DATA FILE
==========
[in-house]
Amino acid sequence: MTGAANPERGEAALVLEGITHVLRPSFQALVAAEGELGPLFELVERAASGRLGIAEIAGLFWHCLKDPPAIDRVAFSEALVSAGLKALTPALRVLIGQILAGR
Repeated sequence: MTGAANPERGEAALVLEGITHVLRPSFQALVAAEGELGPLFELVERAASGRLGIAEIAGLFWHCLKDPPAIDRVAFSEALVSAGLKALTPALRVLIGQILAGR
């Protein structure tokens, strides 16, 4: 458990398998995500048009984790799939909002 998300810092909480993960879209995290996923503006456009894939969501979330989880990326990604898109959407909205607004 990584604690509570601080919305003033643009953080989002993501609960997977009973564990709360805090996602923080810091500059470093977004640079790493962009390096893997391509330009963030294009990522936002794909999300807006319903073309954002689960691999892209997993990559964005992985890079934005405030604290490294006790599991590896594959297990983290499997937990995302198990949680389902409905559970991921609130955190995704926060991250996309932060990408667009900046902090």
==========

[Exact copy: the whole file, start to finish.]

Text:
[in-house]
Amino acid sequence: MTGAANPERGEAALVLEGITHVLRPSFQALVAAEGELGPLFELVERAASGRLGIAEIAGLFWHCLKDPPAIDRVAFSEALVSAGLKALTPALRVLIGQILAGR
Repeated sequence: MTGAANPERGEAALVLEGITHVLRPSFQALVAAEGELGPLFELVERAASGRLGIAEIAGLFWHCLKDPPAIDRVAFSEALVSAGLKALTPALRVLIGQILAGR
């Protein structure tokens, strides 16, 4: 458990398998995500048009984790799939909002 998300810092909480993960879209995290996923503006456009894939969501979330989880990326990604898109959407909205607004 990584604690509570601080919305003033643009953080989002993501609960997977009973564990709360805090996602923080810091500059470093977004640079790493962009390096893997391509330009963030294009990522936002794909999300807006319903073309954002689960691999892209997993990559964005992985890079934005405030604290490294006790599991590896594959297990983290499997937990995302198990949680389902409905559970991921609130955190995704926060991250996309932060990408667009900046902090």